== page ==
Finnegan was 15-months old before he took his first plane trip, but Declan was only seven months when he got his wings and his first passport stamp. After hearing for years about how great Costa Rica is as an eco-tourism destination, we finally took an extended family vacation there in February 2012 with Jennifer’s parents. After her usual exhaustive research, Jennifer decided to focus on two regions of Costa Rica: Arenal, which is home to a volcano that was pretty active in recent years, and the Osa Peninsula, which has the rainforest, ocean and wildlife.
Costa Rica is easy to reach from New Jersey, with a direct flight from Newark to San Jose. When we arrived in San Jose, we were met by a driver from our resort, the Lost Iguana Resort and Spa. I’m not going to lie to you, the drive from San Jose to our resort in Arenal took a while and we were all feeling a bit queasy at times, as it was very mountainous and hot. But the driver was very nice and stopped several times and pointed out exotic wildlife when he saw it. Despite his best efforts to point it out to me, I never did see the sloth he claims was high in a tree on the side of the road.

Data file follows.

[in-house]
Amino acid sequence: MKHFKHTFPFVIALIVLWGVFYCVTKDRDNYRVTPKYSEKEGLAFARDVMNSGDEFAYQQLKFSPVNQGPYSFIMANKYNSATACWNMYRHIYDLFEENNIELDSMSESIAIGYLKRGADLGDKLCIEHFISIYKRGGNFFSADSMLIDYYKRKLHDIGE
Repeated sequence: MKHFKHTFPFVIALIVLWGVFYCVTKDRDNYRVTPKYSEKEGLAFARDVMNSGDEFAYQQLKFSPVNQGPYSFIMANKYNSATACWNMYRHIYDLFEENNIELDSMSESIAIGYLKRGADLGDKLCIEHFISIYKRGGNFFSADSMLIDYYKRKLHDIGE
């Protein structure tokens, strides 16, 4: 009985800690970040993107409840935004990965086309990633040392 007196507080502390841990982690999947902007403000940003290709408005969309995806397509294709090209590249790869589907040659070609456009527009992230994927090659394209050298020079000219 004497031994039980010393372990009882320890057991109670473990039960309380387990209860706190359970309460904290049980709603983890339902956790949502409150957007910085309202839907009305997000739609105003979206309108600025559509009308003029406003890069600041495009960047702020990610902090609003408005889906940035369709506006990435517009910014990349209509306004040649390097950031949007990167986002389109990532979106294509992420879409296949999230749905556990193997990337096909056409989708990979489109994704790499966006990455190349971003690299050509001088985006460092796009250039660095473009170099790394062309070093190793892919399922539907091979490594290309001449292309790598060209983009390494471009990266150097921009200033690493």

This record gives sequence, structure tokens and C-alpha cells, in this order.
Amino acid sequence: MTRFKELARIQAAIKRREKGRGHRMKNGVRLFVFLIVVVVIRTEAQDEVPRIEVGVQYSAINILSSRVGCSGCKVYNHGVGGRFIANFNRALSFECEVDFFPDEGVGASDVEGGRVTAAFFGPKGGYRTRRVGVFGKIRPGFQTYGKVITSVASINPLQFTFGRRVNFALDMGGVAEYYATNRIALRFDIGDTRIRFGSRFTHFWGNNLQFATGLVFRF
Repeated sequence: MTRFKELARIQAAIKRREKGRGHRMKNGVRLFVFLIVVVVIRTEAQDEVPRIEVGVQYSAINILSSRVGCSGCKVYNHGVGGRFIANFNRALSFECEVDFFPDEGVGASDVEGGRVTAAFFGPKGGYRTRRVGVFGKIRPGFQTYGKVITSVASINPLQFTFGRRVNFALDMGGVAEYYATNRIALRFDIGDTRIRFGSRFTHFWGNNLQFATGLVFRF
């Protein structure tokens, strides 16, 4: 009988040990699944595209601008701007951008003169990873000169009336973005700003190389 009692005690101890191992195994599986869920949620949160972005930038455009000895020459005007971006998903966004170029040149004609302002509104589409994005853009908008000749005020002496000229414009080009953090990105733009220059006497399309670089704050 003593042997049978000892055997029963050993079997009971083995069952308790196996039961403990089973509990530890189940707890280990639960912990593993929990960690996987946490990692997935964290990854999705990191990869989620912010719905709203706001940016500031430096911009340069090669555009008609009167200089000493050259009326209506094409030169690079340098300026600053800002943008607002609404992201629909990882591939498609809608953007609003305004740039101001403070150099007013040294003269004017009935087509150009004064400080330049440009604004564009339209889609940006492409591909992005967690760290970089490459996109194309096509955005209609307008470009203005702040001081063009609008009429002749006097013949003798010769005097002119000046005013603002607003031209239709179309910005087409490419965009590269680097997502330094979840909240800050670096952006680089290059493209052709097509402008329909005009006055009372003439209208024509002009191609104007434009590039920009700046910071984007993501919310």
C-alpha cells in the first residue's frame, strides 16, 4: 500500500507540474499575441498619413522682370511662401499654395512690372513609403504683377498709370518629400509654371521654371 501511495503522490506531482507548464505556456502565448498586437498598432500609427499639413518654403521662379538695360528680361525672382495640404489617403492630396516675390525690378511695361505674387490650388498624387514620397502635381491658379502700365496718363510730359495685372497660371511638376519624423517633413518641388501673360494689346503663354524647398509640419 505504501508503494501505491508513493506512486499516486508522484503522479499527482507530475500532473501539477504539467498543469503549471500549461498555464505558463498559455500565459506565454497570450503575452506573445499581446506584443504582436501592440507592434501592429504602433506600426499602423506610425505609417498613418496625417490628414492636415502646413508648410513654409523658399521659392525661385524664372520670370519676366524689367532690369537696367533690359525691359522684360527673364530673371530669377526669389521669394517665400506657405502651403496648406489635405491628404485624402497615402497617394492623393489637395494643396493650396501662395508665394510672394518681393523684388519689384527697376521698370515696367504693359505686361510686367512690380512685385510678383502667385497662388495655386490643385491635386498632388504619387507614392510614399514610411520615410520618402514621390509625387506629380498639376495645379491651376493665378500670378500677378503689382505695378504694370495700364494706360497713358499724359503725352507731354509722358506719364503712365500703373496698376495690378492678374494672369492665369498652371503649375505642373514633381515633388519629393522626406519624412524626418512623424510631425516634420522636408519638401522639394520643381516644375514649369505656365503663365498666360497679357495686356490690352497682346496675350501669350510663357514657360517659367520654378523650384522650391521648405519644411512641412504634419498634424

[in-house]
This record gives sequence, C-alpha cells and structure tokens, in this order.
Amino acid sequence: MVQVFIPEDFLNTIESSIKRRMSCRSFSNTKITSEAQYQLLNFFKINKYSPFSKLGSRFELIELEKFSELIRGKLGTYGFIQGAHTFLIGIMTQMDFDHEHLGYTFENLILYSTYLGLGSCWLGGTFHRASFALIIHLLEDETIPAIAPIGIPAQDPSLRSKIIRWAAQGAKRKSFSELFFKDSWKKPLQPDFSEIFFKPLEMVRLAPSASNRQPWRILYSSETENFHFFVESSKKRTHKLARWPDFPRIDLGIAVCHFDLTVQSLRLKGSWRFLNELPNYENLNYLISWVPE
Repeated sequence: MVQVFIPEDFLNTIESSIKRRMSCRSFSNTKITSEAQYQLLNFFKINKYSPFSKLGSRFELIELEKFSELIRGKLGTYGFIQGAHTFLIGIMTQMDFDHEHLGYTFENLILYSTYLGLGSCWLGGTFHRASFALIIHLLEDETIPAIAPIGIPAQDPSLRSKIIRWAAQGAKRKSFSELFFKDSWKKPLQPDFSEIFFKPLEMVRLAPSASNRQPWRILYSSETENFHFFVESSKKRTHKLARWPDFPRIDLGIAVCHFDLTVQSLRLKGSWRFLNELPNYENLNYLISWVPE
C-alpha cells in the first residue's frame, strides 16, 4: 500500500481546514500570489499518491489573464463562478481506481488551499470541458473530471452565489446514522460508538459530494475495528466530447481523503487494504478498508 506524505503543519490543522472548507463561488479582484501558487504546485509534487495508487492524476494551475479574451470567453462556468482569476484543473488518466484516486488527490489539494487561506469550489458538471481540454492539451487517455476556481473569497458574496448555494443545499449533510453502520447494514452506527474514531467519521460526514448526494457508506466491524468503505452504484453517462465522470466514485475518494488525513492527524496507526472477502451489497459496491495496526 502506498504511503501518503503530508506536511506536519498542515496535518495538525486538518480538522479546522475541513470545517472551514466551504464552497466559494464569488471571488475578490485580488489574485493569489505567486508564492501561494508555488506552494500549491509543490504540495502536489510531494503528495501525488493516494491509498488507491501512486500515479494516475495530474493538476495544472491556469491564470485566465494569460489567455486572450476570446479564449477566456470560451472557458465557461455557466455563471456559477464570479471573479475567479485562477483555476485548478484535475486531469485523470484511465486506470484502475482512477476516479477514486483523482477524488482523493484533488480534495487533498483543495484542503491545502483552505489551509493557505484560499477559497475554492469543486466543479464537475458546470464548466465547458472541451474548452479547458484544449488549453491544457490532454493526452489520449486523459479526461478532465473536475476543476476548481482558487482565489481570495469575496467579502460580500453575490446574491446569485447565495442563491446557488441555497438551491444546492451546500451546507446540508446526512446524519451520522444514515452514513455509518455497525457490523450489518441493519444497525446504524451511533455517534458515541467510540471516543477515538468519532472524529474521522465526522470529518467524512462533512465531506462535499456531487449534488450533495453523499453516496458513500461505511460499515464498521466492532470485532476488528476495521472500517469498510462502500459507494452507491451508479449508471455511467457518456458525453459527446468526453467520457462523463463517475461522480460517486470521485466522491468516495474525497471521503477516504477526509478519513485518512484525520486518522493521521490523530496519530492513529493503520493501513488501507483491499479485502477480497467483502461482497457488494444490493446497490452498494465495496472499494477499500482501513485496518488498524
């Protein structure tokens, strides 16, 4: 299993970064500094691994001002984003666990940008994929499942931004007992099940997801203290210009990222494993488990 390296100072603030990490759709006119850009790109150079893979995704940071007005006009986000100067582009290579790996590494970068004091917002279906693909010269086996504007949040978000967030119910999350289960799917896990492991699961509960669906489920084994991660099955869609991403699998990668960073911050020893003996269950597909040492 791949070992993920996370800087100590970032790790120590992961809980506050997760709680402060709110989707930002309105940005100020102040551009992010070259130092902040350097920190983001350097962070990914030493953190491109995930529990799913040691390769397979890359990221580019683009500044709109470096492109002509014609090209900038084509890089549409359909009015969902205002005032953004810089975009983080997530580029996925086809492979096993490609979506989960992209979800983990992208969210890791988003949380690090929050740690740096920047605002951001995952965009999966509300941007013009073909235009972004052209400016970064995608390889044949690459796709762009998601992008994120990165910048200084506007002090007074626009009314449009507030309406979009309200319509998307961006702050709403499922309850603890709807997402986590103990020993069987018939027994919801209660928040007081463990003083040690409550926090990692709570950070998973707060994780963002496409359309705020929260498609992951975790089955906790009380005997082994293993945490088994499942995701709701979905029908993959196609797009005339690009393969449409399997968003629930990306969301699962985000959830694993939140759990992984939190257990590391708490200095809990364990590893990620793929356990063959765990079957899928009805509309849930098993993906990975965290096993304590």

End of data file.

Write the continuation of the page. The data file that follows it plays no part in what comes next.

The Lost Iguana was a first-rate resort: the rooms were incredible, some with elaborate (and very private) outdoor showers and most rooms had astonishing views of the volcano. At breakfast most mornings, a pair of toucans would show up for the bananas that were left out for them, to the delight of the guests. We would sit and eat our breakfast and watch as the toucans ate in front of the tourist paparazzi.
There was also a heated swimming pool that was perfect for toddlers and Finnegan loved patronizing the attached snack bar. What makes the Lost Iguana nice is that it is set off by itself in a very tranquil and serene area of the rain forest. But, by the same token, the resort is not close to anything and it is a 30 minute taxi ride to get to La Fortuna if you want to eat somewhere other than the hotel restaurant, visit the hot springs, or buy souvenirs.
There are plenty of things to do in the surrounding area, particularly if you are young, adventurous and sans children (i.e. zip lining, cave tubing, white water rafting, ATV tours, horseback riding). Finding things to do for the whole family was a little more challenging, but we managed to find some fun adventures. Our favorite activity that we did while in Arenal was the Hanging Bridges tour, which was very close to our hotel and involved a long hike that crossed over seven suspension bridges that spanned deep gorges and chasms. We also saw a few monkeys on the hike. We spent the rest of our time doing nearby hikes, relaxing in the pool, and spent a few hours in La Fortuna.
Then it was off to the Osa Peninsula for the second part of our trip (report coming tomorrow).